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By Frederic and Mary Ann Brussat
Directed by Clint Eastwood
Warner Home Video 12/08 DVD/VHS Feature Film
R - language throughout, some violence
In the opening scene of this extraordinary spiritual movie, Walt Kowalski (Clint Eastwood), a Korean War veteran, is standing in front of a working-class Detroit Catholic church at the funeral of his beloved wife. He scowls at the disrespect evidenced by the unruly children of his two upscale sons. He's not pleased when the young priest, Father Janovich (Christopher Carley), meditates on "this thing called life."
Kowalski carries this same anger and scorn for others to his urban neighborhood when the family gathers at his house after the service. Cleaning up after everyone leaves, he grumbles over the Asian family next door who are hosting a blessing ceremony for a child. Kowalski calls them pagans. They are Hmong immigrants, whose people hail from Laos and Thailand; during the Vietnam War they helped the Americans and when the Yanks left, they fled for their lives. Many came to the Midwest through the help of the Lutherans.
Kowalski's neighbors are a granny, a mother, and her two children, Sue (Ahney Her), a gregarious girl, and Thao (Bee Vang), a shy boy. The run-down neighborhood is now inhabited mainly by immigrants and is dominated by gangs who drive through the place menacing at will anyone they want to humiliate or hurt. The local Hmong gang pressure Thao to join them, giving him the initiation task of stealing Kowalski's 1972 Gran Torino. But the old man catches the boy in his garage, points his rifle at him, and the boy flees. Later Kowalski breaks up a fight on his lawn and saves Thao from being seriously hurt. His neighbors respond by giving him a tribute in food and flowers. Sue later invites him to their house for a party and introduces him to her relatives. He learns from her that Hmong girls go to college and boys go to jail. A shaman is very interested in Kowalski and reads him as an unhappy man who has no peace within and very few friends. As an outsider, he is quite taken with the food and the strange habits of the Hmong people who share his uneasiness around strangers. Kowalski says to himself: "I have more in common with these gooks than with my own spoiled, rotten family." His sons want to put him in a nursing home and sell his house.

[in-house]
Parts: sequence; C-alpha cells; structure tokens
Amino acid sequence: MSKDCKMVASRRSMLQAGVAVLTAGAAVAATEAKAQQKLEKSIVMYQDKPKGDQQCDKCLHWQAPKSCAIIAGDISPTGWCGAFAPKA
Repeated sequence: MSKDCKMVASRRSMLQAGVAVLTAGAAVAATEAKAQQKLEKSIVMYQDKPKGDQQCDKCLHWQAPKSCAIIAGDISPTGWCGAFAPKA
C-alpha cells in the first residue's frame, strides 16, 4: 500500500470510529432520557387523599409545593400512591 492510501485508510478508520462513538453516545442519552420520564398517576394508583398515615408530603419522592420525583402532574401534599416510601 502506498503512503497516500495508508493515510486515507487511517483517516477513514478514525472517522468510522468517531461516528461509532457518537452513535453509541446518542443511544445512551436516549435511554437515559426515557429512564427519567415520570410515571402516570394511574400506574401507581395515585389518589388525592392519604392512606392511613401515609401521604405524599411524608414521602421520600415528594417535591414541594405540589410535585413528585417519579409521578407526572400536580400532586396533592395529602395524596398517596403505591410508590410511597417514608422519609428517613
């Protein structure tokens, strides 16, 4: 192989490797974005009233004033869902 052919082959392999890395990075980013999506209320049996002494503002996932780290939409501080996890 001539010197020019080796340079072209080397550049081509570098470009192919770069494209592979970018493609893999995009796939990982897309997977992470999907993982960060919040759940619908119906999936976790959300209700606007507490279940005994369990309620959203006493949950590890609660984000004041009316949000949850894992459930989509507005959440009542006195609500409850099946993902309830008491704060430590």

Kowalski, whose bark is worse than his bite, turns out to be quite a Good Samaritan despite his caustic Archie Bunker-like slurs on different ethnic groups. Thao's mother insists that the boy work for their neighbor to make amends for trying to steal his car. The boy is quite interested in the Korean War veteran's extensive collection of tools. Having worked for an auto company for many years, Kowalki is a skilled handyman. He offers to help Thao get a job. When he sees Sue being harassed by some African-American punks, he rescues her from harm's way. This endears him to his neighbors even more.
Gran Torino is directed by Clint Eastwood from a screenplay by Nick Schenk. Here is a spiritual drama that charts the transformation of a bigoted, lonely, and caustic old man into a neighbor with heart and a new mission to take care of Sue and Thao. One of the most interesting dimensions of this drama is the relationship between Kowalski and Father Janovich, the young priest who promised the old man's wife that he would check in on him occasionally to see how he's doing and get him to make a confession. Kowalski doesn't make it easy for the priest criticizing him for not knowing anything about life and even less about death. But Father Janovich perseveres in trying to reach him, in the process becoming quite impressed with his blooming relationship with Sue and Thao.
Eastwood puts in a stellar performance as Kowalski, a working-class stiff whose toxic and deep-seated prejudice is slowly whittled away through his contact with his Hmong neighbors. The pleasure in watching this miracle take place is what makes Gran Torino one of the best films of the year!
Special features on the widescreen edition DVD include "Manning the Wheel: the meaning of manhood as reflected by the American car culture" and "Gran Torino: More Than a Car: Visit Detroit and the Woodward Dream Cruise, an Annual Vintage Car Event where buffs describe the unique bond between men and vehicles."
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by Frederic and Mary Ann Brussat
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